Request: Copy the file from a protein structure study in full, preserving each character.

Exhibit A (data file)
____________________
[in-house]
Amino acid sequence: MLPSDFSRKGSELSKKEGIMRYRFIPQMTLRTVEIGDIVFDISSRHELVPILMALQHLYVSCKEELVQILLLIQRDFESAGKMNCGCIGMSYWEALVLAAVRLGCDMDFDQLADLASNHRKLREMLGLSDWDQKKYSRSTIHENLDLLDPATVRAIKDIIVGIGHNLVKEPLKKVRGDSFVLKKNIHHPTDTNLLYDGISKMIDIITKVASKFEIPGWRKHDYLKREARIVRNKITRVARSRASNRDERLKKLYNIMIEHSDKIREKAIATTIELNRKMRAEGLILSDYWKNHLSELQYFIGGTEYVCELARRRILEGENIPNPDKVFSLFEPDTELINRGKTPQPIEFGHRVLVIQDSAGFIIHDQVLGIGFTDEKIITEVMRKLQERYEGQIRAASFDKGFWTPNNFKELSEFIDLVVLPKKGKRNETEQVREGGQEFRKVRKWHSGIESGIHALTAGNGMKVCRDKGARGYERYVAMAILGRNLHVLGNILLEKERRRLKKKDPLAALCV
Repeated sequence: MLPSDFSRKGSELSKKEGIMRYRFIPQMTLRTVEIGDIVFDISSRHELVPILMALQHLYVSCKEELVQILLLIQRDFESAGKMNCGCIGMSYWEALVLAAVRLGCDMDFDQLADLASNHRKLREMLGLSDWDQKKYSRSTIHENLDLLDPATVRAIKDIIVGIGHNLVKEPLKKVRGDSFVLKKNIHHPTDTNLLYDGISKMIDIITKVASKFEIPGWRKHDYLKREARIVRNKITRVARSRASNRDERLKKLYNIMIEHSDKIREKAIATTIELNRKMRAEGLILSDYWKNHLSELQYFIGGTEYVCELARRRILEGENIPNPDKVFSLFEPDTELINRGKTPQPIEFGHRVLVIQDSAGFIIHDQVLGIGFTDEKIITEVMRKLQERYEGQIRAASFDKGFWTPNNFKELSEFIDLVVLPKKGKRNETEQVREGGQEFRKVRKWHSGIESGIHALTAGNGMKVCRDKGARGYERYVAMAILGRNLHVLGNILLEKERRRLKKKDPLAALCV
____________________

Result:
[in-house]
Amino acid sequence: MLPSDFSRKGSELSKKEGIMRYRFIPQMTLRTVEIGDIVFDISSRHELVPILMALQHLYVSCKEELVQILLLIQRDFESAGKMNCGCIGMSYWEALVLAAVRLGCDMDFDQLADLASNHRKLREMLGLSDWDQKKYSRSTIHENLDLLDPATVRAIKDIIVGIGHNLVKEPLKKVRGDSFVLKKNIHHPTDTNLLYDGISKMIDIITKVASKFEIPGWRKHDYLKREARIVRNKITRVARSRASNRDERLKKLYNIMIEHSDKIREKAIATTIELNRKMRAEGLILSDYWKNHLSELQYFIGGTEYVCELARRRILEGENIPNPDKVFSLFEPDTELINRGKTPQPIEFGHRVLVIQDSAGFIIHDQVLGIGFTDEKIITEVMRKLQERYEGQIRAASFDKGFWTPNNFKELSEFIDLVVLPKKGKRNETEQVREGGQEFRKVRKWHSGIESGIHALTAGNGMKVCRDKGARGYERYVAMAILGRNLHVLGNILLEKERRRLKKKDPLAALCV
Repeated sequence: MLPSDFSRKGSELSKKEGIMRYRFIPQMTLRTVEIGDIVFDISSRHELVPILMALQHLYVSCKEELVQILLLIQRDFESAGKMNCGCIGMSYWEALVLAAVRLGCDMDFDQLADLASNHRKLREMLGLSDWDQKKYSRSTIHENLDLLDPATVRAIKDIIVGIGHNLVKEPLKKVRGDSFVLKKNIHHPTDTNLLYDGISKMIDIITKVASKFEIPGWRKHDYLKREARIVRNKITRVARSRASNRDERLKKLYNIMIEHSDKIREKAIATTIELNRKMRAEGLILSDYWKNHLSELQYFIGGTEYVCELARRRILEGENIPNPDKVFSLFEPDTELINRGKTPQPIEFGHRVLVIQDSAGFIIHDQVLGIGFTDEKIITEVMRKLQERYEGQIRAASFDKGFWTPNNFKELSEFIDLVVLPKKGKRNETEQVREGGQEFRKVRKWHSGIESGIHALTAGNGMKVCRDKGARGYERYVAMAILGRNLHVLGNILLEKERRRLKKKDPLAALCV